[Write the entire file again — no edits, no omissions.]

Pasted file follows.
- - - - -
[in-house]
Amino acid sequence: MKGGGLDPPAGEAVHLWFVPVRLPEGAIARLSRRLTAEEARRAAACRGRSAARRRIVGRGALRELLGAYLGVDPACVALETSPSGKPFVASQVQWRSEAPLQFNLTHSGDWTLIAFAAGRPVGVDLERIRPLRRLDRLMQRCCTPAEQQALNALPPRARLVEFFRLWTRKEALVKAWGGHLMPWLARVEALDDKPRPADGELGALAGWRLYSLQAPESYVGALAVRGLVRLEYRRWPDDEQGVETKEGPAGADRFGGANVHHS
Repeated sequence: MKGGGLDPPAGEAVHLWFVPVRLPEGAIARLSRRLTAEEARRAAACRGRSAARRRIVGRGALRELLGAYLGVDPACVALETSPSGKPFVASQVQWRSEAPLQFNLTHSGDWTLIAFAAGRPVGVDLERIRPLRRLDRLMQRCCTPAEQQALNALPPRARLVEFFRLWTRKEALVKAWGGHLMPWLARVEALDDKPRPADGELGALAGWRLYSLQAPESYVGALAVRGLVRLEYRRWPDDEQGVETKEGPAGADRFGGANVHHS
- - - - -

[in-house]
Amino acid sequence: MKGGGLDPPAGEAVHLWFVPVRLPEGAIARLSRRLTAEEARRAAACRGRSAARRRIVGRGALRELLGAYLGVDPACVALETSPSGKPFVASQVQWRSEAPLQFNLTHSGDWTLIAFAAGRPVGVDLERIRPLRRLDRLMQRCCTPAEQQALNALPPRARLVEFFRLWTRKEALVKAWGGHLMPWLARVEALDDKPRPADGELGALAGWRLYSLQAPESYVGALAVRGLVRLEYRRWPDDEQGVETKEGPAGADRFGGANVHHS
Repeated sequence: MKGGGLDPPAGEAVHLWFVPVRLPEGAIARLSRRLTAEEARRAAACRGRSAARRRIVGRGALRELLGAYLGVDPACVALETSPSGKPFVASQVQWRSEAPLQFNLTHSGDWTLIAFAAGRPVGVDLERIRPLRRLDRLMQRCCTPAEQQALNALPPRARLVEFFRLWTRKEALVKAWGGHLMPWLARVEALDDKPRPADGELGALAGWRLYSLQAPESYVGALAVRGLVRLEYRRWPDDEQGVETKEGPAGADRFGGANVHHS